Wondering How to Run Percona XtraDB Cluster on Kubernetes? Try Our Operator!

Run Percona XtraDB Cluster on KubernetesKubernetes has been a big trend for a while now, particularly well-suited for microservices. Running your main databases on Kubernetes is probably NOT what you are looking for. However, there’s a niche market for them. My colleague Stephen Thorn did a great job explaining this in The Criticality of a Kubernetes Operator for Databases. If you are considering running your database on Kubernetes, have a look at it first. And, if after reading it you start wondering how the Operator works, Stephen also wrote an Introduction to Percona Kubernetes Operator for Percona XtraDB Cluster (PXC), which presents the Kubernetes architecture and how the Percona Operator simplifies the deployment of a full HA PXC cluster in this environment, proxies included!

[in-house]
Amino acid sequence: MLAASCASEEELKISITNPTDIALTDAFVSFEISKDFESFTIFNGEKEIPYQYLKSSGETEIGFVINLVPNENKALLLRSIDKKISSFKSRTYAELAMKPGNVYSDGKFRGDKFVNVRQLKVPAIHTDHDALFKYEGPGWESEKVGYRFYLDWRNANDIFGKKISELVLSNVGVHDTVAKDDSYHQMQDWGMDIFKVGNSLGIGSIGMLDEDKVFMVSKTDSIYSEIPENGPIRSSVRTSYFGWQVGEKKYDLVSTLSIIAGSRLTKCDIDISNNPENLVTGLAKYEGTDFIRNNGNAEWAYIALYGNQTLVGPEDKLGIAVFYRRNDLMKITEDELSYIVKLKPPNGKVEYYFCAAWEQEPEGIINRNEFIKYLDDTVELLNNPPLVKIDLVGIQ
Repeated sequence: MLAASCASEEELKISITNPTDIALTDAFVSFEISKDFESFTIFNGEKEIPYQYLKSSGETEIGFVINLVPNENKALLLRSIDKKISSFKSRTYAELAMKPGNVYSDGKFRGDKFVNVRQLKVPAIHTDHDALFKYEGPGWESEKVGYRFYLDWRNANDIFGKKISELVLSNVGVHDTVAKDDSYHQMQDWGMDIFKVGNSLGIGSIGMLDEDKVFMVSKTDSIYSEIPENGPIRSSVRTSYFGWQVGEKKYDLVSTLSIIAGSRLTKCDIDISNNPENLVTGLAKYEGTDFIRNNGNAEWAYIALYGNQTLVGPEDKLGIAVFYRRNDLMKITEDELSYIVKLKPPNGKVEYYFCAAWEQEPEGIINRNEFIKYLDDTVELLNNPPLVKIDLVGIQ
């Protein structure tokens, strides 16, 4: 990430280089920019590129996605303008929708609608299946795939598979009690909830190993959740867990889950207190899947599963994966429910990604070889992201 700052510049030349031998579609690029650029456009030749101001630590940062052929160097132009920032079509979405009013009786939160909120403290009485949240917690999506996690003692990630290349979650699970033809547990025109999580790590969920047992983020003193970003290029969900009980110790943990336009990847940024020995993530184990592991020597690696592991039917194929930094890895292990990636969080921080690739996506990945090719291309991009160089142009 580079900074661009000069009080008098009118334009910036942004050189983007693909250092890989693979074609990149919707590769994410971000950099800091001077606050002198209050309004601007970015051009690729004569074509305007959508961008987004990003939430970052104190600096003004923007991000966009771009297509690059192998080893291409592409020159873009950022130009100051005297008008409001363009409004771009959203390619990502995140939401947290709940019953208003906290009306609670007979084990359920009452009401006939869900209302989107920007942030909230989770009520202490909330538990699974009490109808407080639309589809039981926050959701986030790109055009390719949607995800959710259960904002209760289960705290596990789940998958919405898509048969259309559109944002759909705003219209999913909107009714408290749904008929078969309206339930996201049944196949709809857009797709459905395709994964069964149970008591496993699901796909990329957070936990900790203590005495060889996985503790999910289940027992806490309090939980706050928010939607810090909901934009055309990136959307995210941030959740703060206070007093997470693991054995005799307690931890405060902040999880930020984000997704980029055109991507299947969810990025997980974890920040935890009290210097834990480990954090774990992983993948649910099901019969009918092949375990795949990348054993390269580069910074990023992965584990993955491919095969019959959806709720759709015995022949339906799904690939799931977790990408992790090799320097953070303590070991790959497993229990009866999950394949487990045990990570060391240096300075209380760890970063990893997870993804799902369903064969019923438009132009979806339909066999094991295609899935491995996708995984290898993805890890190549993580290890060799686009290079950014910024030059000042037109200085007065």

Now, if you are curious about how it actually works in practice but are afraid the entry barrier is too high, I can help you with that. In fact, this technology is widespread now, with most cloud providers offering a dedicated Kubernetes engine. In this blog post, I’ll walk you over the steps on how to deploy a Percona XtraDB Cluster (PXC) using the Percona Operator for Kubernetes on Google Cloud Platform (GCP).

Creating a Virtual Environment to Run Kubernetes on GCP

Google Cloud Platform includes among its products the Google Kubernetes Engine (GKE). We can take advantage of their trial offer to create our test cluster there: https://cloud.google.com.